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Probability of Detecting ≥1 Unit With Radon ≥ 4.0 pCi/L When Testing 25% of All Units

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Probability of Detecting ≥1 Unit With Radon ≥ 4.0 pCi/L When Testing a Percentage of Units in 10-Unit Structure

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Probability of Detecting ≥1 Unit With Radon ≥ 4.0 pCi/L When Testing a Percentage of Units in 20-Unit Structure

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Probability of Detecting ≥1 Unit With Radon ≥ 4.0 pCi/L When Testing a Percentage of Units in 30-Unit Structure

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Number of Ground-floor Units to be Tested to Obtain 95% Probability of Identifying ≥1 Unit With Radon ≥ 4.0 pCi/L at Prevalence of 1:3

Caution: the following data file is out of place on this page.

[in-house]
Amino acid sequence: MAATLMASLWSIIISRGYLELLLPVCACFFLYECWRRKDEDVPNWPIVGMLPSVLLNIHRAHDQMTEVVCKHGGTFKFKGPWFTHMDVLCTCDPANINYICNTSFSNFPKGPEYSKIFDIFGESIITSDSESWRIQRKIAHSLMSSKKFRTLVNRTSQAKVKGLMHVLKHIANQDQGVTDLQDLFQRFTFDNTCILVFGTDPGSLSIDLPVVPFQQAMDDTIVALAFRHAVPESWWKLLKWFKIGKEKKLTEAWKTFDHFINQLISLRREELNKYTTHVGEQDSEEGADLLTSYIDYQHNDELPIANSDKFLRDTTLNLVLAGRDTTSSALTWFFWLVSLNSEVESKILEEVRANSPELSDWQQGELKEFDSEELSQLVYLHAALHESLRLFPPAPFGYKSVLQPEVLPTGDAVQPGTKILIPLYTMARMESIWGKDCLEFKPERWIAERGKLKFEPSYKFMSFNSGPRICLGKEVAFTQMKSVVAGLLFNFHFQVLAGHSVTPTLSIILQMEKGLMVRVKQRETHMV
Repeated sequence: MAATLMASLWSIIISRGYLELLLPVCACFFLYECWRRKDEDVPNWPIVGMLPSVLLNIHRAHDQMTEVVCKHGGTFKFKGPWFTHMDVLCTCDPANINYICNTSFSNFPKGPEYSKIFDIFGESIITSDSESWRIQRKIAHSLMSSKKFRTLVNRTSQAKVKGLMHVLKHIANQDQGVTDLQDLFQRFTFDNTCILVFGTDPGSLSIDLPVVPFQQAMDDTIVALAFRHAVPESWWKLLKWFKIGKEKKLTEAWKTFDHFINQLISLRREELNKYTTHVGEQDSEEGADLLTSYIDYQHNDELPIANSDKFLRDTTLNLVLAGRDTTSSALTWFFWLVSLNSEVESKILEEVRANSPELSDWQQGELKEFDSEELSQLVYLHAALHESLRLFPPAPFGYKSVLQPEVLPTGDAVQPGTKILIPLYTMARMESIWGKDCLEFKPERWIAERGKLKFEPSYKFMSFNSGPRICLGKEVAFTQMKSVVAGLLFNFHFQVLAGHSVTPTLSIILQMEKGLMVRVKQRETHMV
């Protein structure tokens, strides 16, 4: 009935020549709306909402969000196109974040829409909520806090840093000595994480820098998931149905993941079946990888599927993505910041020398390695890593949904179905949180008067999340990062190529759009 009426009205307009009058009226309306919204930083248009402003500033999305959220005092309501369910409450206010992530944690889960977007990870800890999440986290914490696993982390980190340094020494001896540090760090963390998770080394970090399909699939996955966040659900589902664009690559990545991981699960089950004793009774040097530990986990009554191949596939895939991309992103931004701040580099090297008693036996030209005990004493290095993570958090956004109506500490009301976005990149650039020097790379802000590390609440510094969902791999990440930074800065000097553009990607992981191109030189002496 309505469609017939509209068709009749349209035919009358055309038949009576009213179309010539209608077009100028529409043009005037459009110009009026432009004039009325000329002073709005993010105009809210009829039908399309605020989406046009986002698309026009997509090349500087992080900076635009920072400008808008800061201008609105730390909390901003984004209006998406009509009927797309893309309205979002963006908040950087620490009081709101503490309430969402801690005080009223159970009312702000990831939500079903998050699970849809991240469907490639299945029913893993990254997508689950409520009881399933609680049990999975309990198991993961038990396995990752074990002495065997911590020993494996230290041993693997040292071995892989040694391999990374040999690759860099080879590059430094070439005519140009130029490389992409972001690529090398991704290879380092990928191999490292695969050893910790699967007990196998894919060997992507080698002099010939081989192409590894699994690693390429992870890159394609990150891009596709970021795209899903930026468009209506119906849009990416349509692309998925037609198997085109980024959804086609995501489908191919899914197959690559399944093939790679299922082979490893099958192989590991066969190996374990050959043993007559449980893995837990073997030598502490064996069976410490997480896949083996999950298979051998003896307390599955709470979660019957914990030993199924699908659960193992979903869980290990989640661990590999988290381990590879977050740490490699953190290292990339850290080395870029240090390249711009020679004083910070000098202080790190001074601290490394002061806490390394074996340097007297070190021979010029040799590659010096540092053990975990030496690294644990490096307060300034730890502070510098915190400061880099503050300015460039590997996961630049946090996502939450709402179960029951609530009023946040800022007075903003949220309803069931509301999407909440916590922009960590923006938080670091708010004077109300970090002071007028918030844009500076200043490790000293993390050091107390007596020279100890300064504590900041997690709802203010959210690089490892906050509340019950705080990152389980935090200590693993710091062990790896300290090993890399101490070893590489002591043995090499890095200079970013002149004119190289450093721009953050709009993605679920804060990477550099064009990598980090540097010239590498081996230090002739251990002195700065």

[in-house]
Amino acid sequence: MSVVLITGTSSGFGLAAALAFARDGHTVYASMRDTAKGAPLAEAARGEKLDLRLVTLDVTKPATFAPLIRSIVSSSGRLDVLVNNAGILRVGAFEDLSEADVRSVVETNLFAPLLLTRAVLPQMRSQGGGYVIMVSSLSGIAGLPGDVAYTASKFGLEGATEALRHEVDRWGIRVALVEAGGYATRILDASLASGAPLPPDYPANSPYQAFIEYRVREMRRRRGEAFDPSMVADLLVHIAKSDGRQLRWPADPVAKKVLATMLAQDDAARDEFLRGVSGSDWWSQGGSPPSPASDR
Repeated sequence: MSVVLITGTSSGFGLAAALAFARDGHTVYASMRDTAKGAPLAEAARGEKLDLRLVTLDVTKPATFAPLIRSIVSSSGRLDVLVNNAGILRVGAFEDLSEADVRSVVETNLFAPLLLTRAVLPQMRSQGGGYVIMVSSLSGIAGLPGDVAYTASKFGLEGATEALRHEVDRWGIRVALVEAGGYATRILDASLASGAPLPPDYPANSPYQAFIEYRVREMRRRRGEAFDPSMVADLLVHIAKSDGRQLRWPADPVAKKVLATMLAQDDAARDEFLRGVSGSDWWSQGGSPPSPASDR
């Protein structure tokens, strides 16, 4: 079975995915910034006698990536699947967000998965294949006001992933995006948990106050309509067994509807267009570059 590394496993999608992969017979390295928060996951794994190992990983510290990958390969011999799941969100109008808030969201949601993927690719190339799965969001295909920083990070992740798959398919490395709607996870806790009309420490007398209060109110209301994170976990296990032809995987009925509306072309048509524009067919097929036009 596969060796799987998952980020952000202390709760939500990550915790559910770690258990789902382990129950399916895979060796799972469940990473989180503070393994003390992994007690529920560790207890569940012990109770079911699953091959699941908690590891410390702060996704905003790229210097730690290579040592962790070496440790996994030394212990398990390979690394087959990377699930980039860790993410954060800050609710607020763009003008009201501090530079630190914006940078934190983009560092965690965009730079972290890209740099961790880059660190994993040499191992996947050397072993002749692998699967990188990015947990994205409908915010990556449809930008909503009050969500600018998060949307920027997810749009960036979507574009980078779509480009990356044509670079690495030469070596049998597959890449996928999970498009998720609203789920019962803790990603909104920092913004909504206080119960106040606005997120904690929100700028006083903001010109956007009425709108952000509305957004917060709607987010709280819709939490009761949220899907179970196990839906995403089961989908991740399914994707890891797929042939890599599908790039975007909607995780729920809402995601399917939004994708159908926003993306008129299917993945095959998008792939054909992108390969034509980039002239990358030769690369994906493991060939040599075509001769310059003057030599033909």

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Number of Ground-floor Units to be Tested to Obtain 95% Probability of Identifying ≥1 Unit With Radon ≥ 4.0 pCi/L at Prevalence of 1:15

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DISCUSSION

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Discussion Recommendations for testing to identify radon in multi-family homes could be improved Especially with smaller numbers of units The hypergeometric distribution allowed us to identify appropriate cutoffs for the # of units to be tested to achieve 95% probability of finding at least 1 unit with radon ≥ 4.0 pCi/L